should be seen by both a surgeon and radiation oncologist before treatment.
The optimum volume to be treated by breast brachytherapy is
controversial; treating too small a volume would result in high recurrence
rates.[13,14] The ABS currently recommends a 2-cm margin around the lumpectomy
cavity. This results in the irradiation of a large volume, but reduces local
recurrence. Only controlled clinical trials will be able to demonstrate whether
it is possible to treat a smaller volume and still obtain good local control.
The clinical target volume is defined as the volume encompassed
by an irregularly shaped surface approximately 2 cm outside of the excision
cavity, unless extending the margin would go beyond the breast tissue. If the
skin restricts the superficial margin, then the superficial target margin is
redefined as 0.5 cm below the skin surface. Similarly, if the chest wall
restricts the deep margin, the new deep-target margin boundary would be
redefined as the surface of the chest wall.
The margin can be modified under special circumstances,
depending on the tumor size and extent of surgical resection (consensus category
3). For brachytherapy, the clinical target volume is the same as the
planning-target volume. In order to guarantee adequate coverage, the treated
volume is ideally larger than the target volume.
The ABS recommends using a minimum of two planes, unless the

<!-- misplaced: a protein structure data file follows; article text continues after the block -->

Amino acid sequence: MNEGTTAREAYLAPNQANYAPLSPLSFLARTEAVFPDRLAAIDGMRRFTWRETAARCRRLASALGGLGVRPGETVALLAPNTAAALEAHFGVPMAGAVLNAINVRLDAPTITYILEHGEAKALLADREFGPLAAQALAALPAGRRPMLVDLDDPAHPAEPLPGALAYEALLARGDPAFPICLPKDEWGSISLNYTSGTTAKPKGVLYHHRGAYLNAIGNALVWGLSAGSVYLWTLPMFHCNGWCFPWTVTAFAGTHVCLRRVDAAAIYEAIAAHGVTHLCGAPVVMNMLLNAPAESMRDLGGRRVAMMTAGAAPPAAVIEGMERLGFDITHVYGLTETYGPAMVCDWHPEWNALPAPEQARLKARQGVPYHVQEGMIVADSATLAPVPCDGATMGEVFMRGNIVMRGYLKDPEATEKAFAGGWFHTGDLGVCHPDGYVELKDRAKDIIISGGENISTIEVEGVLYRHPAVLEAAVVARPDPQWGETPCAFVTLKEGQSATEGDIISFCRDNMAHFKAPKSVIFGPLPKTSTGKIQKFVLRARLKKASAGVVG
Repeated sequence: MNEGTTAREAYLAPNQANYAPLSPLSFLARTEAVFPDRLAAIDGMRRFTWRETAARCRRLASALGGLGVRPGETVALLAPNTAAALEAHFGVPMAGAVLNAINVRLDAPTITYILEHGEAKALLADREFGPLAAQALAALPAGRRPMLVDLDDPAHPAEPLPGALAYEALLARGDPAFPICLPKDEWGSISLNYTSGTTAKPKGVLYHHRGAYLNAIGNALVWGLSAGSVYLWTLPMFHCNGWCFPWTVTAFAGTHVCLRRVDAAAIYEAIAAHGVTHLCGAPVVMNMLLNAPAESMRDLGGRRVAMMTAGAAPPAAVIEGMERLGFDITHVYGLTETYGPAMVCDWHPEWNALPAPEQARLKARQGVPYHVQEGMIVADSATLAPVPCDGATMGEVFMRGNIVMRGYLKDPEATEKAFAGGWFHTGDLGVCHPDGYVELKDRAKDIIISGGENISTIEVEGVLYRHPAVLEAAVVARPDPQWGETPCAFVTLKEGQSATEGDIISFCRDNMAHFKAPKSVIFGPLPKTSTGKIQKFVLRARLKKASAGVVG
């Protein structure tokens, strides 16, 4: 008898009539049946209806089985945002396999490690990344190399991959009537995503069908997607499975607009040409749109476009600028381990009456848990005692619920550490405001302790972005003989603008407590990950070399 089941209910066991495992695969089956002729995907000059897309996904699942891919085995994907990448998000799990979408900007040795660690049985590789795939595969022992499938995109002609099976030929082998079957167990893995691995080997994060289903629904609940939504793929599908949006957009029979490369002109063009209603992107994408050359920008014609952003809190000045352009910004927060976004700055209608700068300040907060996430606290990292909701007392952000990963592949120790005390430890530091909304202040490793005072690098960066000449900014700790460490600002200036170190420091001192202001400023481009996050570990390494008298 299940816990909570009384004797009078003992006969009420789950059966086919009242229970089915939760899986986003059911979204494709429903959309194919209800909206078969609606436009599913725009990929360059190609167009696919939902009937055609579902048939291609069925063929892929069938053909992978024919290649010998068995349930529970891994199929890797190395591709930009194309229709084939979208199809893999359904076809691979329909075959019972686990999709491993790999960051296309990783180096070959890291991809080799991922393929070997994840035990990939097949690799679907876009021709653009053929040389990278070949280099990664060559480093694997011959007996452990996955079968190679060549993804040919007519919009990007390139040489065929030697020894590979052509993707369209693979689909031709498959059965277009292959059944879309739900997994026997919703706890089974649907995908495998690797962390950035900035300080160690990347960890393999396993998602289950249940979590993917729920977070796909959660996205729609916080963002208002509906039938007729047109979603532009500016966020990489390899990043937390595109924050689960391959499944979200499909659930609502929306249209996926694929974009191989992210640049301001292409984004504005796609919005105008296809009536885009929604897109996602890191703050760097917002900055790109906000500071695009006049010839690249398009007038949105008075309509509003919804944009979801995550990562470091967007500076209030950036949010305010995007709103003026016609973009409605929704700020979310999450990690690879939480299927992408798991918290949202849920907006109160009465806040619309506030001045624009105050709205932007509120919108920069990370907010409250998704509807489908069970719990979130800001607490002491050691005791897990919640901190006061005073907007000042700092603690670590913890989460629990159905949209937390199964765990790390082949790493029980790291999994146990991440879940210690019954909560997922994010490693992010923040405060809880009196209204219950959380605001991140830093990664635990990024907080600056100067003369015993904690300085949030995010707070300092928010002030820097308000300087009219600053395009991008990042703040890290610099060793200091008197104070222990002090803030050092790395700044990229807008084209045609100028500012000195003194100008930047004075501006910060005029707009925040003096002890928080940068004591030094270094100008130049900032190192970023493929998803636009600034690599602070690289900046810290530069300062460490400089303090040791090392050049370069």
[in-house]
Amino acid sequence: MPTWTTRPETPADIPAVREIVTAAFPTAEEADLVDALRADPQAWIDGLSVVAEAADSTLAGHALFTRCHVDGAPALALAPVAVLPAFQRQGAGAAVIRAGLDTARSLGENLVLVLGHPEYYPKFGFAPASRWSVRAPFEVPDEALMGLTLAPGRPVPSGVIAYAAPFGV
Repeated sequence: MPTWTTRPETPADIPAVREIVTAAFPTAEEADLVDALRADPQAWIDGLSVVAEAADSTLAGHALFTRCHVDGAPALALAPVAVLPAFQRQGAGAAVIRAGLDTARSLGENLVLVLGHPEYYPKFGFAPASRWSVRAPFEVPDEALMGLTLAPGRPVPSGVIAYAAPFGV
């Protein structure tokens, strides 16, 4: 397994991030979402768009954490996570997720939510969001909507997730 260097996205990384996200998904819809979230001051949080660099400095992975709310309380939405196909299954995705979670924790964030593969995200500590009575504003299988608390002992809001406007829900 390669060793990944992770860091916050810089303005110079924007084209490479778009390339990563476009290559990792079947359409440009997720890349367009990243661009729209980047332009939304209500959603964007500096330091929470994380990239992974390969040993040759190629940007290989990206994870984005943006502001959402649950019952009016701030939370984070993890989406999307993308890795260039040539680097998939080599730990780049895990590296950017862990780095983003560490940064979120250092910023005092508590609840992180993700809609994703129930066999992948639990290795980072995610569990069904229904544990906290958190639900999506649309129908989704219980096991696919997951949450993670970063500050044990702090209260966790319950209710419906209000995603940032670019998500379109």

amount of breast tissue limits the target volume to less than a 2-cm thickness.
For a larger target volume (> 2.5- to 3-cm thickness), additional planes
should be considered.
Optimized values of interplanar spacing for a range of biplanar
implant sizes are available.[15-17] Within a given plane, the separation between
catheters is 1.0 to 1.5 cm. Ideally, the catheters should extend 1 to 2 cm
beyond the edge of the clinical target volume. Coverage of the target volume
along the length of the catheters is determined by the length of the active
sources or dwell positions along each catheter. They should also extend 1 to 2
cm beyond the target volume.
To allow for this, skin entry and exit points should extend 2 to
4 cm beyond the edge of the target volume. This will allow a "dead
space" of 1 to 2 cm from the last radioactive sources to the skin, which
minimizes the risk of skin hyperpigmentation and telangiectasia. To minimize
the risk of a high dose to the ribs, a minimum distance of 0.5 cm between
catheters in the deep plane and the ribs is suggested.
If a wide separation between catheters or planes is noted, or if
a peripheral edge at the clinical target volume is not covered by the
prescription isodose curve, it is preferable to insert additional catheters to
avoid underdosage. Similarly, if the target volume is thicker on one side,
additional crossing catheters may be required to adequately cover the thicker
side. A less desirable alternative would be a higher weighting (increased dwell
times) on the thicker side. However, this may lead to problematic local
high-dose regions surrounding these catheters.
The ABS deems the use of rigid templates as optional. The
advantage of templates is that they effect precise geometric source
distributions. However, this strategy may produce coverage problems in cases of
curved, irregularly shaped target volumes. The freehand technique, especially
with an open wound, permits catheter placement that conforms to the shape of the
lumpectomy cavity. Nonetheless, this may result in less uniform isodose
The ABS recommends the appropriate use of dose optimization in
high-dose-rate therapy. However, optimization should not be used to compensate
for inadequate or improper catheter placement. It is preferable to have too many
catheters implanted rather than too few. Since the catheters are commonly left
in place for 1 to 2 weeks when brachytherapy is used as a sole modality, the ABS
recommends appropriate catheter care to reduce the risk of infection and